China’s Cyberposse

The New York Times Magazine takes a look at China’s “human flesh search engines”:

AT THE BEIJING headquarters of Mop, Ben Du, the site’s head of interactive communities, told me that the Chinese term for human-flesh search engine has been around since 2001, when it was used to describe a search that was human-powered rather than computer-driven. Mop had a forum called human-flesh search engine, where users could pose questions about entertainment trivia that other users would answer: a type of crowd-sourcing. The kitten-killer case and subsequent hunts changed all that. Some Netizens, including Du, argue that the term continues to mean a cooperative, crowd-sourced investigation. “It’s just Netizens helping each other and sharing information,” he told me. But the Chinese public’s primary understanding of the term is no longer so benign. The popular meaning is now not just a search by humans but also a search for humans, initially performed online but intended to cause real-world consequences. Searches have been directed against all kinds of people, including cheating spouses, corrupt government officials, amateur pornography makers, Chinese citizens who are perceived as unpatriotic, journalists who urge a moderate stance on Tibet and rich people who try to game the Chinese system. Human-flesh searches highlight what people are willing to fight for: the political issues, polarizing events and contested moral standards that are the fault lines of contemporary China.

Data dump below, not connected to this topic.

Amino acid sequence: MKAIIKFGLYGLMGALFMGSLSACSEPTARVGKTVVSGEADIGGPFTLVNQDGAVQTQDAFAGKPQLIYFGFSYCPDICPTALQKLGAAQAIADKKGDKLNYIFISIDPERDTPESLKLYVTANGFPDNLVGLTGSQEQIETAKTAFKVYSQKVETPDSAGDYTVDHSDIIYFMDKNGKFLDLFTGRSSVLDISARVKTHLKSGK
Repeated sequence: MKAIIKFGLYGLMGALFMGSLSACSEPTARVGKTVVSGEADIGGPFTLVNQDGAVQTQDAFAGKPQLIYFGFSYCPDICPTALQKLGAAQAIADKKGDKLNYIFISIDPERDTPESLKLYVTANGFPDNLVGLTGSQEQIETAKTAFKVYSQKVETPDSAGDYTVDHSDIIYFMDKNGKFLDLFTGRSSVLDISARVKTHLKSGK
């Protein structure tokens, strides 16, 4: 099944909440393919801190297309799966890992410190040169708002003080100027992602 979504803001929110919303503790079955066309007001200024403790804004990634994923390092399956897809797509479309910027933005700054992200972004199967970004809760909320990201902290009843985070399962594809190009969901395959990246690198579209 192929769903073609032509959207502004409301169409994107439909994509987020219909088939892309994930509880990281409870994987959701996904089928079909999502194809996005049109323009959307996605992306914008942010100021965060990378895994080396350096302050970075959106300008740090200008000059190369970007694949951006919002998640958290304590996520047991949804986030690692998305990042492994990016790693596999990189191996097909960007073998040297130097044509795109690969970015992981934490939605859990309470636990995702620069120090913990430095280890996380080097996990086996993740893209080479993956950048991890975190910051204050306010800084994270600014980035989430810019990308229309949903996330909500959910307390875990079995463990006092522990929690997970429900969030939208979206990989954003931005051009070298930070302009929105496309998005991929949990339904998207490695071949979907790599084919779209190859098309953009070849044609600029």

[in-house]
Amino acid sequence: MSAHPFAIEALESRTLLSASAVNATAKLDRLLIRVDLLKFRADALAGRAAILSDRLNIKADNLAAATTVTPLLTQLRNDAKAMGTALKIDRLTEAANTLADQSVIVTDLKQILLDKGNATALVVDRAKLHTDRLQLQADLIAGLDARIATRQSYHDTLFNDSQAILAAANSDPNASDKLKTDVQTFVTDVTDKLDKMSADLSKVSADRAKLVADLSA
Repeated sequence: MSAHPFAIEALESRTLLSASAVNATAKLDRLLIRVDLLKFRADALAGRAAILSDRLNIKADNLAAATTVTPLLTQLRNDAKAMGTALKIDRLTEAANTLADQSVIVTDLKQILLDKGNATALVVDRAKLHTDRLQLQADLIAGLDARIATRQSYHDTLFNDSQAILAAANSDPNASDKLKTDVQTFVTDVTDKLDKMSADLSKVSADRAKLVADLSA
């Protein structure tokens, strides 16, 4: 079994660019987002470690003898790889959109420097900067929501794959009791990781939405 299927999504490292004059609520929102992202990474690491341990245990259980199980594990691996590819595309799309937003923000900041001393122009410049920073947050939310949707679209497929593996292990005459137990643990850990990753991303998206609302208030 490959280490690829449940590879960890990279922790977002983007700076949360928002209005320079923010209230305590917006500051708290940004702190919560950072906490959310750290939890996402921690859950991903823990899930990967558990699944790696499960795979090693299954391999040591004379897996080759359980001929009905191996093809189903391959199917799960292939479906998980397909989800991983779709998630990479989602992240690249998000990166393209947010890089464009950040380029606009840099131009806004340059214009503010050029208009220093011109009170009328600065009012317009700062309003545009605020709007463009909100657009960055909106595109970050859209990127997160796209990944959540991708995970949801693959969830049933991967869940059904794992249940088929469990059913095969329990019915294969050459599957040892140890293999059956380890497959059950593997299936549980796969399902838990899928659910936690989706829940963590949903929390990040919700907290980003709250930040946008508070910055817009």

Versions of the human-flesh search have taken place in other countries. In the United States in 2006, one online search singled out a woman who found a cellphone in a New York City taxi and started to use it as her own, rebuffing requests from the phone’s rightful owner to return it. In South Korea in 2005, Internet users identified and shamed a young woman who was caught on video refusing to clean up after her dog on a Seoul subway car. But China is the only place in the world with a nearly universal recognition (among Internet users) of the concept. I met a film director in China who was about to release a feature film based on a human-flesh-search story and a mystery writer who had just published a novel titled “Human-Flesh Search.”

March 6, 2010 1:09 AM
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